The nation’s Centers for Disease Control recently released the results of a survey studying the impact of the pandemic on mental health. Their findings were startling. The CDC survey revealed that more than 40 percent of the survey’s respondents reported COVID-19 had created mental stress in their lives.
CDC researchers questioned 5,142 adults and their responses appeared to confirm anecdotal evidence and suspicions that the health crisis was affecting more than physical health.
Among the findings: 31% of the respondents said they had experienced symptoms of anxiety or depression and 11% said they had seriously considered suicide in the last 30 days.
In Fresno, suicides were 70 percent higher in June than in the same month last year, according to Roll Call. It also reported that the National Alliance on Mental Illness HelpLine has seen a 65 percent increase in calls and emails since March.
These troubling findings, in light of high suicide rates prior to the crisis, place California on notice that continuing current practices to suicide prevention are inadequate. We must do more if we are to prevent additional deaths and grief.
On Feb. 6, before the crisis, I introduced a measure to coordinate California’s response to reducing suicide. The bill, AB 2112, if approved by the Legislature and signed by the governor, would create a statewide Office of Suicide Prevention. The office would be charged with marshaling resources, sharing successful practices, highlighting trends and focusing on the most vulnerable groups.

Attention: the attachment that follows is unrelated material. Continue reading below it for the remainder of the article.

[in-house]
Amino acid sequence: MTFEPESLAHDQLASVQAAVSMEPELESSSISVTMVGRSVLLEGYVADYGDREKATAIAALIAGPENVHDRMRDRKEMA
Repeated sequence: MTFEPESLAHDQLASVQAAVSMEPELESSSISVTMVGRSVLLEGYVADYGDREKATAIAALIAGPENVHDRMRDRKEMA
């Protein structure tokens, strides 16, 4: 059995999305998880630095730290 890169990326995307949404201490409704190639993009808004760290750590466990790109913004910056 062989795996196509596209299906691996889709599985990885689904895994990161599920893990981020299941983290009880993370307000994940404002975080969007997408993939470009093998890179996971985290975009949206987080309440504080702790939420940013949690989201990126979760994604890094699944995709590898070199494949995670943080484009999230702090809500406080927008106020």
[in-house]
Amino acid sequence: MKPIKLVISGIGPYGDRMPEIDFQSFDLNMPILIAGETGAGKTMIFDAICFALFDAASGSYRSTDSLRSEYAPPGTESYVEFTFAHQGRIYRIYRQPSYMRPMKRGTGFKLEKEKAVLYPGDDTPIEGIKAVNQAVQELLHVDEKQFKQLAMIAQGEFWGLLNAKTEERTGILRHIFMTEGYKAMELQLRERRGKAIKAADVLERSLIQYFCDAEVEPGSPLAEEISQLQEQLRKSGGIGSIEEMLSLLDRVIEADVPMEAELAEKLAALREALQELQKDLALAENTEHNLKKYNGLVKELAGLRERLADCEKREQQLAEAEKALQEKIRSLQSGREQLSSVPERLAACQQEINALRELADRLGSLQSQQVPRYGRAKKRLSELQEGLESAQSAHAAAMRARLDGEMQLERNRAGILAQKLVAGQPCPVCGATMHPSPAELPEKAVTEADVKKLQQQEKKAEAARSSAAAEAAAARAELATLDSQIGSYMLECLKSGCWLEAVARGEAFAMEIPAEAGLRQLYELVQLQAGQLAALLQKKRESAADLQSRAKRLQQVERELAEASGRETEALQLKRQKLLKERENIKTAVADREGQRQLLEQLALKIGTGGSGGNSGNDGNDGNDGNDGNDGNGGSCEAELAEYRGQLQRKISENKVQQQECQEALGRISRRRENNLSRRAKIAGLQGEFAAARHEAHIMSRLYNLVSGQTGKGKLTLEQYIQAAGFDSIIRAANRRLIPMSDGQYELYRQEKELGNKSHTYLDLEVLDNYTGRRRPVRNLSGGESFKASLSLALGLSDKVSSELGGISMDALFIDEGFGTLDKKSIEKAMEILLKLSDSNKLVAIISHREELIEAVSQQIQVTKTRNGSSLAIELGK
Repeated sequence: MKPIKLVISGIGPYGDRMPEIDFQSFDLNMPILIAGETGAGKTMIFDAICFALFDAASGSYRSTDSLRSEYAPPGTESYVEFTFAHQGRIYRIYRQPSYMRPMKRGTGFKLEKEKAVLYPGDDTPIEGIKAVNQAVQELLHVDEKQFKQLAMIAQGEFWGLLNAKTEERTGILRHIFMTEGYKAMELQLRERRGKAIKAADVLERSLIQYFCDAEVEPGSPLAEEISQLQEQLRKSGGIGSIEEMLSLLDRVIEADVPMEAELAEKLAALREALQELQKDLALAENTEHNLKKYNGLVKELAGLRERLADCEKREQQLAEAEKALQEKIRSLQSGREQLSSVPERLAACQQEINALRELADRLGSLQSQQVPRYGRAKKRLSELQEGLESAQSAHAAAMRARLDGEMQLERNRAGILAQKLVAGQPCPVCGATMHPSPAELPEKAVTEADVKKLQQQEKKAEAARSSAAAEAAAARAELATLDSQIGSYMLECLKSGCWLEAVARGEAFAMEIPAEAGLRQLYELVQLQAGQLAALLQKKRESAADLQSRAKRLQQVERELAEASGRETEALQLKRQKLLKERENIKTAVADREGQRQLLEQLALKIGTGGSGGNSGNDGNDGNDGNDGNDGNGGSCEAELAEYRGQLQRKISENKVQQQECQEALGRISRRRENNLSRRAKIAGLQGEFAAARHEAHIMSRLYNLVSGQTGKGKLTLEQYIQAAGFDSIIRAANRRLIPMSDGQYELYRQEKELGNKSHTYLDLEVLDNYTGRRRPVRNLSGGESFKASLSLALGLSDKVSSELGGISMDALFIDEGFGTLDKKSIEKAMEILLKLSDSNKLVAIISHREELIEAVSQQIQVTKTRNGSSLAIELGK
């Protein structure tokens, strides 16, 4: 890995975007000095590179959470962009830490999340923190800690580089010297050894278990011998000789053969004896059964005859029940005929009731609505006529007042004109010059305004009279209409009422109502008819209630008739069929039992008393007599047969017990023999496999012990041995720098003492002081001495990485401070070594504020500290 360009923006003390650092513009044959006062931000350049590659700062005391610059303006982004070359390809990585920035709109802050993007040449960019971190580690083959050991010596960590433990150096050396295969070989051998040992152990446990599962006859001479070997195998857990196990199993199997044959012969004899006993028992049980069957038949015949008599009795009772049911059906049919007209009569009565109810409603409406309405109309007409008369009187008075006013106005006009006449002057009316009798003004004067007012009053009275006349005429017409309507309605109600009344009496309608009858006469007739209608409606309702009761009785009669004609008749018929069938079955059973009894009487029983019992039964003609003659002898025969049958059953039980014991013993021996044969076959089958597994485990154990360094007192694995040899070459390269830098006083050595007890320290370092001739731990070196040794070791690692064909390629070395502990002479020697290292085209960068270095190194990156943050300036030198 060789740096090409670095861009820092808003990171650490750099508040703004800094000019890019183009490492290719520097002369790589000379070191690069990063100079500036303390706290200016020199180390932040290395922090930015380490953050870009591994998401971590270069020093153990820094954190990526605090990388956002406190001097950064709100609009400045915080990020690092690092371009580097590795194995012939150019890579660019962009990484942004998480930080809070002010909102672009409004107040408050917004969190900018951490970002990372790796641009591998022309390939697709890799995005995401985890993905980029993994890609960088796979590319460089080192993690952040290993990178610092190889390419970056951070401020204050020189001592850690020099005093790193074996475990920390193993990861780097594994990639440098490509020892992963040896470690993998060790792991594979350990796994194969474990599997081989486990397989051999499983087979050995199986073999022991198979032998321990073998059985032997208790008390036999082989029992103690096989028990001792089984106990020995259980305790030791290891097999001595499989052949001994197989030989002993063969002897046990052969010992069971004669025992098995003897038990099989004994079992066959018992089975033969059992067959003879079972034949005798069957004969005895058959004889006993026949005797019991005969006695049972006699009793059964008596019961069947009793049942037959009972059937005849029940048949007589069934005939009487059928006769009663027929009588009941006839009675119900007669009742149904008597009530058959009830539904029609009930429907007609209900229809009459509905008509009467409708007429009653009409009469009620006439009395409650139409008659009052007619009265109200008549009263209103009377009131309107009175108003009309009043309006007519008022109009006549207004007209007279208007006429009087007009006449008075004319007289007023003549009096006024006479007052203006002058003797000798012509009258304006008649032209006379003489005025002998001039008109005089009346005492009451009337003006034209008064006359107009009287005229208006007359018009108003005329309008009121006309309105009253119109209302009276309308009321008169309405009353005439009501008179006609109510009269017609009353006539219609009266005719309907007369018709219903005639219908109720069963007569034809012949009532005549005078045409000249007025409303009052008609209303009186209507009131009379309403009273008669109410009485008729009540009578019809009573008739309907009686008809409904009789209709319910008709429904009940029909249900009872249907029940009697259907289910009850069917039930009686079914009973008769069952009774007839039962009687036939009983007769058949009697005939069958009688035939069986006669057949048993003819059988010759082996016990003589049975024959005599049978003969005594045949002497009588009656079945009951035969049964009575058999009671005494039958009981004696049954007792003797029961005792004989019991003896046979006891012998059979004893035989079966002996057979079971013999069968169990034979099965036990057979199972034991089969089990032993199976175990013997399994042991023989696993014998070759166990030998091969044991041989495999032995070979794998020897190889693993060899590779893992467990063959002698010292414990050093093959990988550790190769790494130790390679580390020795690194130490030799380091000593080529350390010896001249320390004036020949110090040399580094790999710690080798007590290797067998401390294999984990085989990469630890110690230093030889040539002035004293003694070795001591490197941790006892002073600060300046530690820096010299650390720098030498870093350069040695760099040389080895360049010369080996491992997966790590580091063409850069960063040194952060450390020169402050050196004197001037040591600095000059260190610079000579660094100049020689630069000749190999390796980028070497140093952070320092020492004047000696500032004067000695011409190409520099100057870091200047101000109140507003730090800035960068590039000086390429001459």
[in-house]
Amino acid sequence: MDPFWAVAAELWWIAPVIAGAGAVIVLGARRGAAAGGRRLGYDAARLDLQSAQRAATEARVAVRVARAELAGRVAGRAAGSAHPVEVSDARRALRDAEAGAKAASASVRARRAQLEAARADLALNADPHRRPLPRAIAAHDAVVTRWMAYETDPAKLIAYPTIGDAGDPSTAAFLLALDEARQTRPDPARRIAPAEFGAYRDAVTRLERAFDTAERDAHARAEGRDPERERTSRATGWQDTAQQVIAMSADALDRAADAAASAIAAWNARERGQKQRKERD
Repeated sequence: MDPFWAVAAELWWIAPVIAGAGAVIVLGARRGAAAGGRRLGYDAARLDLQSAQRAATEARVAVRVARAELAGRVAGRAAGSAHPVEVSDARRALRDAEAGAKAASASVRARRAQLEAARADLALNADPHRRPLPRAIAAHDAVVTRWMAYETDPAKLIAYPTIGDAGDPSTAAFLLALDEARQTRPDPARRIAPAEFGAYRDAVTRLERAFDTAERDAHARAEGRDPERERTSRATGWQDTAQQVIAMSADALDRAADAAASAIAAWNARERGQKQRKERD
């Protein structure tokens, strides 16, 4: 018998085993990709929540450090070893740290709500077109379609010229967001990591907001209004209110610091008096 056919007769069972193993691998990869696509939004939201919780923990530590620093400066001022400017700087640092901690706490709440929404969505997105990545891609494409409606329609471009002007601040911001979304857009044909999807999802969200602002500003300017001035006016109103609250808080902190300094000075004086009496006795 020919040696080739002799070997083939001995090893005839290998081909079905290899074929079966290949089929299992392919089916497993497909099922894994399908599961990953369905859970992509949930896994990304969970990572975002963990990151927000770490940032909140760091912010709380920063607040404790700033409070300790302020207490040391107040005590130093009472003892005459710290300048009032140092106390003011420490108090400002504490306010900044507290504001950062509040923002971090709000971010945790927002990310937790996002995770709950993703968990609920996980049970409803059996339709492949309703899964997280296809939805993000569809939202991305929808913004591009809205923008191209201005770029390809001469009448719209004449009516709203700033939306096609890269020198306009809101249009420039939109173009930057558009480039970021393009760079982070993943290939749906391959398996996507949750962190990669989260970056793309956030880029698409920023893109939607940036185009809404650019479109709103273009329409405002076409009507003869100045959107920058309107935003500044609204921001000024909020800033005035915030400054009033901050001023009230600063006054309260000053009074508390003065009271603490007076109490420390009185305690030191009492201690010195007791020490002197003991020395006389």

One of the most vulnerable groups is young people. Suicide is the second leading cause of death among young people ages 15 to 24, according to a 2017 study from the CDC.
In its 1991-2017 High School Youth Risk Behavior Survey, the CDC reported that one in six high school students stated they seriously considered ending their lives and more than one in 12 reported attempted suicides.
Veterans, seniors, LGBTQ and children of color are also highly vulnerable. According to California’s Mental Health Services Oversight and Accountability Commission’s report last December, American Indian and Alaska Native youth and young adults have the highest rates of suicide. It is the second leading cause of death for this group of young people ages 10 to 34.
African American boys and girls, ages 5 to 12 die by suicide at twice the rate compared to white children.
Expectations are that almost 97% of California students are expected to start the new school year online, according to EdSource. This means that the traditional support and services that children and adolescents receive will remain absent until schools can safely reopen.
COVID-19 has caused great hardship and loss, and it will take time to recover, perhaps at least two to three years or longer. The economic uncertainty caused by lost jobs and closed businesses are devastating. In addition, Californians and the rest of the nation will struggle to recover from the grief of lost loved ones and other mental health issues caused or exacerbated by the crisis.
We will need a strategic and determined approach to meet the challenge. That is why AB 2112 is needed now even more than it was in February. I would also argue that mental health services should always be included in any state emergency response to wildfires, mass shootings, earthquakes, floods or any other crisis.
Thus far, AB 2112 has received overwhelming bipartisan support because the need is clear. I will continue to press for this measure, because we can save lives and prevent COVID-19 from causing further pain and loss of life.
Assemblyman James C. Ramos, a Democrat from Highland, represents the 40th Assembly District, which includes Redlands, and is the first California Native American elected to the Legislature.